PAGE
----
Coming into this class I honestly had no idea what to expect. As someone who identifies as a more science-y person I was a little disappointed when I found out we weren’t focusing on the science. But when I realized that we were focusing more on our own interpretation of the environment and how we connect with it I found a new excitement for the class.So far we have talked about the environment, wilderness and what it means to be eco-literate. We have also talked about how each of these may differ between people and what they mean to us and how we embody it.  

Taking a look back at my journal entries throughout the course so far, I found a couple running themes that show up in every entry. To me, the environment and wilderness are very similar. My use of the environment is being outdoors and taking time to be captivated by my surroundings. I know that the environment is what surrounds you at any given time, anything from the out of doors to the classroom to the dining room. “ matter what humans do to distance ourselves from nature we depend on the environment.” (Journal 1) However in my journals I connect to the environment most during the summer when I spend time outside .“Creating your own memories with the same land that has seen so much helps one form a connection with the environment.” (Journal 2). I also see wilderness in a similar sense, as in it’s all around us even if people try to cover it up by building concrete jungles. “Wilderness is always here.” (Journal 3).

We have also spent a lot of time learning how to embody ecoliteracy and what that means to do so. To me, being ecoliterate means you are aware of your actions and how they impact the environment around you and how the environment affects you. This can be little actions such as walking to the store or carpooling with friends instead of taking your own vehicle. It can also be figure action such as watching what you eat and growing your own food,  or becoming a minimalist and using only the bare necessities. To become ecoliterate you have to be aware. The True Cost of Coal is a mural we looked at in class that opened my eyes to how society impacts the environment. It’s hard to remember that animals used to roam freely when they are faced with so many man made obstacles today. One thing we keep coming back to is the need to LEAP to protect our environment. The purpose of leaping is to take the idea of being aware of what’s happening to our environment and doing something about. It is important to remember to make change happen you have to change your own habits before you can focus on other people and we used to get them to become ecoliterate.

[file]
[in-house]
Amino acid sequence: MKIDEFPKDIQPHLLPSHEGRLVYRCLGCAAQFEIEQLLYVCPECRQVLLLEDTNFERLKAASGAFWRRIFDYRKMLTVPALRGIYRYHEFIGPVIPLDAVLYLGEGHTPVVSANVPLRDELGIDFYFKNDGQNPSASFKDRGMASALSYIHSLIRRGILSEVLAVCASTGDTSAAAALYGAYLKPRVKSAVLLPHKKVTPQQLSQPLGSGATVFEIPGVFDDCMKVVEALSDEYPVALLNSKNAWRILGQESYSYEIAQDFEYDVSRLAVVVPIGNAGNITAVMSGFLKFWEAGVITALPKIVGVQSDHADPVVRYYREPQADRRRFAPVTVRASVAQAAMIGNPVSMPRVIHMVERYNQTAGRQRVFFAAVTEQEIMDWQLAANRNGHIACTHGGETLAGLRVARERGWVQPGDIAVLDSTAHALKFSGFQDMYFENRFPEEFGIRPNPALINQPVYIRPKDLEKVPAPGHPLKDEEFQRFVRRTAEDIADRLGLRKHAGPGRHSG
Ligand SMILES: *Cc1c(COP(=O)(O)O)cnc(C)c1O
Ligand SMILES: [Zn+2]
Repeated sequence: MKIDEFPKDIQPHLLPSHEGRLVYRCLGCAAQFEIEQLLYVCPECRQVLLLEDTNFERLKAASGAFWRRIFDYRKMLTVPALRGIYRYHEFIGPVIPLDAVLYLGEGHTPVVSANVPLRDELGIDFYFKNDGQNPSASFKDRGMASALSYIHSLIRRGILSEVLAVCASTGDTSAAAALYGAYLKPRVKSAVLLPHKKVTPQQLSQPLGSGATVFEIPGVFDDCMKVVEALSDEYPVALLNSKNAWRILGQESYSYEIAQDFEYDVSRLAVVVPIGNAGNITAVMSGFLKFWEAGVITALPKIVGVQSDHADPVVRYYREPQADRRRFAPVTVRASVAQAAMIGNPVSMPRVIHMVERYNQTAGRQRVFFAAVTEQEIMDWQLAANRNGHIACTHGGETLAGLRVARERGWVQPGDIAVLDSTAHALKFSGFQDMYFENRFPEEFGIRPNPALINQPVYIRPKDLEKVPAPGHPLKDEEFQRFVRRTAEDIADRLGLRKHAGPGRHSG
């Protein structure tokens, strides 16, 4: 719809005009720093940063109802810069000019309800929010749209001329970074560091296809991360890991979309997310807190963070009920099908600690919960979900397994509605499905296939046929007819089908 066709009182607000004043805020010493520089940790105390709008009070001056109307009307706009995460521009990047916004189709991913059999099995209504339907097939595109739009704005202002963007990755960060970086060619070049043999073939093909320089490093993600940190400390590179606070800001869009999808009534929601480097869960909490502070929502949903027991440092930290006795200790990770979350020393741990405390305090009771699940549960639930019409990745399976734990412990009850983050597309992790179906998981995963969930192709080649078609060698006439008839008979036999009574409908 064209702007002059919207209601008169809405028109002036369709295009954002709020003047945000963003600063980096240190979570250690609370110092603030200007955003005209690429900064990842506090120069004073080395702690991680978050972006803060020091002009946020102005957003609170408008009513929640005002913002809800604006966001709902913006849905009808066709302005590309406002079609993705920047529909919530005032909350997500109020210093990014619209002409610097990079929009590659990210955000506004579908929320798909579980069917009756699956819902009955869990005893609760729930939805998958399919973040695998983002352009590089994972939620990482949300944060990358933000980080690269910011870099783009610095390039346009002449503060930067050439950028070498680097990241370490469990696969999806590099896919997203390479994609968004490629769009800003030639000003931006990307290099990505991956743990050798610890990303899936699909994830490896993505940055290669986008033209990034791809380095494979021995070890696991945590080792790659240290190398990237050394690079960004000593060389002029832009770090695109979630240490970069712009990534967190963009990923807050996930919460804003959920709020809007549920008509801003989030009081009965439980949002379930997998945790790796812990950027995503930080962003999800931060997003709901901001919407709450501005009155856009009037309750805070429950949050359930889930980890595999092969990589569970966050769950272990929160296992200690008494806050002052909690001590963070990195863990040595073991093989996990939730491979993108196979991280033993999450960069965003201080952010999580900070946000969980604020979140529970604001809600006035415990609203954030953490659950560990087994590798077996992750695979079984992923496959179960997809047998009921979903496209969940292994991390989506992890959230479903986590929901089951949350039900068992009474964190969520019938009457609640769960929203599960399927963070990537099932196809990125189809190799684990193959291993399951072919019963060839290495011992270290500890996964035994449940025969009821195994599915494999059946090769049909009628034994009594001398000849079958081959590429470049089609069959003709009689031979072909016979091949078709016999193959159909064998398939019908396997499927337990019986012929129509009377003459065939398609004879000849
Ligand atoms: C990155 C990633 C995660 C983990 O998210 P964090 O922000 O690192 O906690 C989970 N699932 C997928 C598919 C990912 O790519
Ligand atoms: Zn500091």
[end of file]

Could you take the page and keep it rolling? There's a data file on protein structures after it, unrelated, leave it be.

From all of the philosophies that we have looked at my favorite as being deep ecology. Deep ecology involves becoming one with your environment I’m feeling a connection instead of distancing yourself from nature. one of the first times we went outside we went up to a tree, touched one of its branches and really thought about our connection with the tree and the trees connection to the ground and the grounds connection to us. As someone who enjoys practicing stillness and strongly believes that humans are  a part of nature I feel the strongest connection with this  philosophy.

This class is challenged my thinking of wilderness and the environment my connection with these. I’ve been thinking about more ways to take learning outside of the classroom and having students reconnect with nature. everyone has their own  ideas of what it means to be ecoliterate or what wilderness is and where to find it. I still believe that wilderness is everywhere even though humans have been trying to cover it up for years. I also feel my strongest connection to the environment during the summer months when I’m outside even take a walk by myself. Using what I have learned I hope to have students embody ecoliteracy and become more aware about the environment around them.


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